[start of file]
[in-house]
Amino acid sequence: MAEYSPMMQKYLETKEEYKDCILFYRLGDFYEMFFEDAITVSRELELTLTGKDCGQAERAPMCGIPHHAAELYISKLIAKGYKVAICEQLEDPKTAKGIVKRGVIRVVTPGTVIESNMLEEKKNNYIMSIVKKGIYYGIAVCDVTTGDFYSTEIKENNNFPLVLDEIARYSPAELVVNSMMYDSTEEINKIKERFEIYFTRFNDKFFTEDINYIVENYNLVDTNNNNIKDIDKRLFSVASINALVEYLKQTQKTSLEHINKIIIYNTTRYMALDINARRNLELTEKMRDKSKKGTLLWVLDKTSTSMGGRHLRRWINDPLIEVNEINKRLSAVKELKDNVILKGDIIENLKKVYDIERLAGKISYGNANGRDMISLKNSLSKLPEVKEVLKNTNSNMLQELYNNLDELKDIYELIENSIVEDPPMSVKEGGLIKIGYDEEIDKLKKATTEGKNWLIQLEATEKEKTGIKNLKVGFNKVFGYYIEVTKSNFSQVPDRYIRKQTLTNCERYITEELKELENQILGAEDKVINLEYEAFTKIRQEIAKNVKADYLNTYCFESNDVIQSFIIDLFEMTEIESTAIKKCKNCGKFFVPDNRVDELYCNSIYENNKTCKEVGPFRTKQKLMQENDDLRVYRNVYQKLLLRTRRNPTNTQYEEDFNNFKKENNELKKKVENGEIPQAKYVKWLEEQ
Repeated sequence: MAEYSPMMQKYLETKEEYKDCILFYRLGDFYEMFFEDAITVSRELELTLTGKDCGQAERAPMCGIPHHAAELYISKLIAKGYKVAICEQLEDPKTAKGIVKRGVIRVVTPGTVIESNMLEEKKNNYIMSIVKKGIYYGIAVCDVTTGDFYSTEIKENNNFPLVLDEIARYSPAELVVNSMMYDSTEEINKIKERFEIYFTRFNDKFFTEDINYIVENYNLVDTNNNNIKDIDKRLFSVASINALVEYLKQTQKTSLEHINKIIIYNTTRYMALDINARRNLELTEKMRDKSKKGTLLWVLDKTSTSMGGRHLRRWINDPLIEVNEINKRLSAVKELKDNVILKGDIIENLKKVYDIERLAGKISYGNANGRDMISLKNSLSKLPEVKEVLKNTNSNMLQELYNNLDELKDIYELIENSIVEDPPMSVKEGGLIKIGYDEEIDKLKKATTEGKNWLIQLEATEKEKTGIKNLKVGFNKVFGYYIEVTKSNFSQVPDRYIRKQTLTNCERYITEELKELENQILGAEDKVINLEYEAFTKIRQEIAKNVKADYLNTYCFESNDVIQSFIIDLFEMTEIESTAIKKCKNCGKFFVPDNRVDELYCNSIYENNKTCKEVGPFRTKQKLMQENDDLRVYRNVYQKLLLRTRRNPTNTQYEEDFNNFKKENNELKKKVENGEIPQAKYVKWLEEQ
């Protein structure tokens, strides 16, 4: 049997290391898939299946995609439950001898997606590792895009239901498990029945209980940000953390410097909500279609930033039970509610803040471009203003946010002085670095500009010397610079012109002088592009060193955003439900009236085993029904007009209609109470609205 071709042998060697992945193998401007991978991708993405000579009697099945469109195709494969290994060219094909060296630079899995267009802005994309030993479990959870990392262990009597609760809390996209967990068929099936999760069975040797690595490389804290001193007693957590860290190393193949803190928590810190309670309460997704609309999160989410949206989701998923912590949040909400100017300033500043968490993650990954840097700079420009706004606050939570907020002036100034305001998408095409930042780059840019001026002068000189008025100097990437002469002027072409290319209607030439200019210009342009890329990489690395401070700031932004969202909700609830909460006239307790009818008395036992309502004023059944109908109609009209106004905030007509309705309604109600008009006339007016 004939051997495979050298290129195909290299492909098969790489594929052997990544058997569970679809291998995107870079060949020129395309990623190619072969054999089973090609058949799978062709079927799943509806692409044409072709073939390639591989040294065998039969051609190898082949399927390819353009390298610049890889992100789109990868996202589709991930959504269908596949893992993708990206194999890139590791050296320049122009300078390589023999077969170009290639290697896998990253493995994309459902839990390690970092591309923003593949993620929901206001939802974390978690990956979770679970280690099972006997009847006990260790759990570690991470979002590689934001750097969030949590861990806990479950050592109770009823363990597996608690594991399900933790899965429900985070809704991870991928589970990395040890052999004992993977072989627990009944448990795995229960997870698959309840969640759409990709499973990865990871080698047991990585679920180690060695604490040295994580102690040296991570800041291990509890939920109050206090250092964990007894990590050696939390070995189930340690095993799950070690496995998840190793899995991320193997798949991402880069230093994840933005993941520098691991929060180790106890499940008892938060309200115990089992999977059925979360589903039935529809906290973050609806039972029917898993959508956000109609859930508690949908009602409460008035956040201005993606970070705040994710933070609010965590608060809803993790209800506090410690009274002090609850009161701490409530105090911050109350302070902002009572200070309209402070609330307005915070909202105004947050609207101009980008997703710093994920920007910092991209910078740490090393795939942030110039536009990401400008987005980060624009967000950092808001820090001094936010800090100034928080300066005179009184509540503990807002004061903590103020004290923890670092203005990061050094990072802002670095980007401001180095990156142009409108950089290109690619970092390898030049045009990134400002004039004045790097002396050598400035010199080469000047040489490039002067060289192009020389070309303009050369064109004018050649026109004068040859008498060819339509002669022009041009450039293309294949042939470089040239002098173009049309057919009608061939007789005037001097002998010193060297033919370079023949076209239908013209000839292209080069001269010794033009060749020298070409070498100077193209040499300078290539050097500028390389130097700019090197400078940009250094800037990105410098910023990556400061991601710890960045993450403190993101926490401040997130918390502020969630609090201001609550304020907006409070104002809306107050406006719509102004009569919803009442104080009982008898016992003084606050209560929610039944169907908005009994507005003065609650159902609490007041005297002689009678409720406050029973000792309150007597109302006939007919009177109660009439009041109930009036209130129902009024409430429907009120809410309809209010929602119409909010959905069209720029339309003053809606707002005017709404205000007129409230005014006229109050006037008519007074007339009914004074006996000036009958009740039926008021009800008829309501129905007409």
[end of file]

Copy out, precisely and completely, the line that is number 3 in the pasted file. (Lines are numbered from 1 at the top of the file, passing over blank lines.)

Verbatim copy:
Repeated sequence: MAEYSPMMQKYLETKEEYKDCILFYRLGDFYEMFFEDAITVSRELELTLTGKDCGQAERAPMCGIPHHAAELYISKLIAKGYKVAICEQLEDPKTAKGIVKRGVIRVVTPGTVIESNMLEEKKNNYIMSIVKKGIYYGIAVCDVTTGDFYSTEIKENNNFPLVLDEIARYSPAELVVNSMMYDSTEEINKIKERFEIYFTRFNDKFFTEDINYIVENYNLVDTNNNNIKDIDKRLFSVASINALVEYLKQTQKTSLEHINKIIIYNTTRYMALDINARRNLELTEKMRDKSKKGTLLWVLDKTSTSMGGRHLRRWINDPLIEVNEINKRLSAVKELKDNVILKGDIIENLKKVYDIERLAGKISYGNANGRDMISLKNSLSKLPEVKEVLKNTNSNMLQELYNNLDELKDIYELIENSIVEDPPMSVKEGGLIKIGYDEEIDKLKKATTEGKNWLIQLEATEKEKTGIKNLKVGFNKVFGYYIEVTKSNFSQVPDRYIRKQTLTNCERYITEELKELENQILGAEDKVINLEYEAFTKIRQEIAKNVKADYLNTYCFESNDVIQSFIIDLFEMTEIESTAIKKCKNCGKFFVPDNRVDELYCNSIYENNKTCKEVGPFRTKQKLMQENDDLRVYRNVYQKLLLRTRRNPTNTQYEEDFNNFKKENNELKKKVENGEIPQAKYVKWLEEQ